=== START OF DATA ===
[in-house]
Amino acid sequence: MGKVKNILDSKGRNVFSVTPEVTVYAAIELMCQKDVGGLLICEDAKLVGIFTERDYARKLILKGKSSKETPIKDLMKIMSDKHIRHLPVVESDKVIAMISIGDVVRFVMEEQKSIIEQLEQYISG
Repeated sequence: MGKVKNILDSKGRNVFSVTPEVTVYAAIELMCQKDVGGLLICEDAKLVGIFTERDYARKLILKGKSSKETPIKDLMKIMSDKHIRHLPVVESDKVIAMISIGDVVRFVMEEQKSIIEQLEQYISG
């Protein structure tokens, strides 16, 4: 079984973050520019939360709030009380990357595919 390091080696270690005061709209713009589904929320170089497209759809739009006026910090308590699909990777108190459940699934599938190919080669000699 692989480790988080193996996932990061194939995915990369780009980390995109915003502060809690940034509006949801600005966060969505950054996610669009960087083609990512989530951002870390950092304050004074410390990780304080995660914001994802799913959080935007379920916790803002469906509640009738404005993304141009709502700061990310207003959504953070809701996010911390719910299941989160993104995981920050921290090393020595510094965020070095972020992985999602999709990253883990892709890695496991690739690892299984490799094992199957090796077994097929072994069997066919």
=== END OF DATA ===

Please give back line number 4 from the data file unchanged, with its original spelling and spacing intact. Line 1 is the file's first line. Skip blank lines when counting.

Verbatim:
């Protein structure tokens, strides 16, 4: 079984973050520019939360709030009380990357595919 390091080696270690005061709209713009589904929320170089497209759809739009006026910090308590699909990777108190459940699934599938190919080669000699 692989480790988080193996996932990061194939995915990369780009980390995109915003502060809690940034509006949801600005966060969505950054996610669009960087083609990512989530951002870390950092304050004074410390990780304080995660914001994802799913959080935007379920916790803002469906509640009738404005993304141009709502700061990310207003959504953070809701996010911390719910299941989160993104995981920050921290090393020595510094965020070095972020992985999602999709990253883990892709890695496991690739690892299984490799094992199957090796077994097929072994069997066919």